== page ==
Brandone Francis-Ramirez sparks Gators past WVU

That wasn't an alien knocking down 3-pointers for the Florida Gators; that was Brandone Francis-Ramirez.

What we saw at the O-Dome Saturday was not the sequel of “Invasion of the Body Snatchers.” Aliens have not snagged Florida’s redshirt freshman guard Brandone Francis-Ramirez and replaced him with someone who can actually shoot the basketball. That really was Brandone Francis-Ramirez, the same guy whose outside shot and SCUD have become synonymous. He really did hit three 3-pointers in a row. And those weren’t aliens hitting 12-20 from the 3-point line, 24-31 from the foul line after an inauspicious 1-6 start and scoring 88 points on one of the best defensive teams in the country in West Virginia. Those were the Gators Mike White has been waiting to see.

They weren’t the Gators stunned West Virginia coach Bob Huggins expected. His 9th-ranked Mountaineers were taken apart by a Florida team that played its best game of the season for an 88-71 blowout win in the Big 12-SEC Challenge.

Huggins gave plenty of credit to Florida, but added “we have to play like our hair is on fire.” The Gators were the team that was on fire offensively and like they had fire extinguishers defensively because other than a first half run in which the Mountaineers outscored UF 12-0, Florida was totally in control.

Surprising it was. “Exposed” is how White described it.

“I told our guys congratulations; you guys were incredible but in a certain sense you exposed yourselves,” White said after the Gators got their first O-Dome win over a top 10-ranked non-conference team since they knocked off Ohio State on December 23, 2006. “That’s what we’re capable of.”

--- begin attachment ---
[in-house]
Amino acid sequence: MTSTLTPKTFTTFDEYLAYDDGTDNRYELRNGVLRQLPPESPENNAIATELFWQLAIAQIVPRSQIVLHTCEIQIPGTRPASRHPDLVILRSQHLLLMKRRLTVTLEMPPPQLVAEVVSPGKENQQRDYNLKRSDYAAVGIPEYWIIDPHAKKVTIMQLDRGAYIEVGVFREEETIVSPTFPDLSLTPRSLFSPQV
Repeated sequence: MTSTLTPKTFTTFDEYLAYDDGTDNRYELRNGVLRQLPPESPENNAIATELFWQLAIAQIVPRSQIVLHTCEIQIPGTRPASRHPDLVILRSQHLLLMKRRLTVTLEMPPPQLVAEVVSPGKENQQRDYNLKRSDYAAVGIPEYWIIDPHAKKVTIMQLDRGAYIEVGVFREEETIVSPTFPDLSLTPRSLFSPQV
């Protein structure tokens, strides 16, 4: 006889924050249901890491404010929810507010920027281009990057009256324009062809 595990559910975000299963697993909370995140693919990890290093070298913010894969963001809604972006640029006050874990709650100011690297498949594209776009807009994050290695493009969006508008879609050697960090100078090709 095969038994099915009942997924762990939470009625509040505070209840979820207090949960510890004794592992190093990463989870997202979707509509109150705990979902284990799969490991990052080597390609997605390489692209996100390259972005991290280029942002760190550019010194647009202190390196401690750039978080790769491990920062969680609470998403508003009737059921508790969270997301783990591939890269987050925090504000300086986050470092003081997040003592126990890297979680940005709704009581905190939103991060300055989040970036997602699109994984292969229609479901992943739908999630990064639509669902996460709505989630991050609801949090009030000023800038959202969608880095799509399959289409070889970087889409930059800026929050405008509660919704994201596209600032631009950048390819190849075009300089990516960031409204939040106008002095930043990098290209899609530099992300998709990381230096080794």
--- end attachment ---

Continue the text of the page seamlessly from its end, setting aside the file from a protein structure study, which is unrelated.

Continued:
The Gators are 14-7 this season but at least four of those losses were very winnable games if only a shot had fallen here or there. Just last Tuesday night, the Gators lost to Vanderbilt, 60-59. One more layup or 3-ball would have won it. One more free throw would have won it. Even some of the wins could have been blowouts if only the Gators had hit decent percentages whether from the floor or the foul line.

“Sometimes it comes down to making shots,” White said. “We’ve had games where we’ve played with tremendous energy and we’ve been off the charts defensively and we couldn’t throw it in the ocean. This was one of those nights when we put it all together.”

So, it’s understandable why so many of the 11,611 fans in the O-Dome were looking at each other in wonder when the Gators systematically took apart the Mountaineers. And the biggest surprise of all was that stretch at the end of the first half when fouls had John Egbunu and Dorian Finney-Smith on the bench along with Kasey Hill, who caught an elbow and broke his nose.

The Gators, whose 16-point lead had shrunk to only 4 at one point, held a 36-30 lead when Francis-Ramirez launched from the corner with 2:27 left in the half. Instead of another collective groan – Francis-Ramirez was 5-40 from the 3-point line and 12-73 from the field overall – the O-Dome erupted when the ball found the bottom of the net to give the Gators a 39-30 lead.

Not only did that shot lift Francis-Ramirez – “I haven’t had that feeling in a long time,” he said post-game – but it sent a jolt of energy through the unconventional lineup White was using at the time. Starters KeVaughn Allen and Chris Chiozza were on the floor with Devin Robinson, Schuyler Rimmer and Francis-Ramirez and that unusual combination went on to outscore the Mountaineers, 6-0, the rest of the way for a 45-30 halftime lead.

“It was an unconventional lineup for sure,” White said. “We strung together some stops and really took care of the basketball and it was after they had cut it to four. So going into the half up 15 was huge.”

One of the keys to the final surge was the play of Rimmer in the middle. He dropped in both free throws for his only points of the game with 2:10 left in the half, but it was his defense that mattered most. He held his ground nicely and didn’t let West Virginia’s beastly (6-9, 260) Devin Williams get inside position.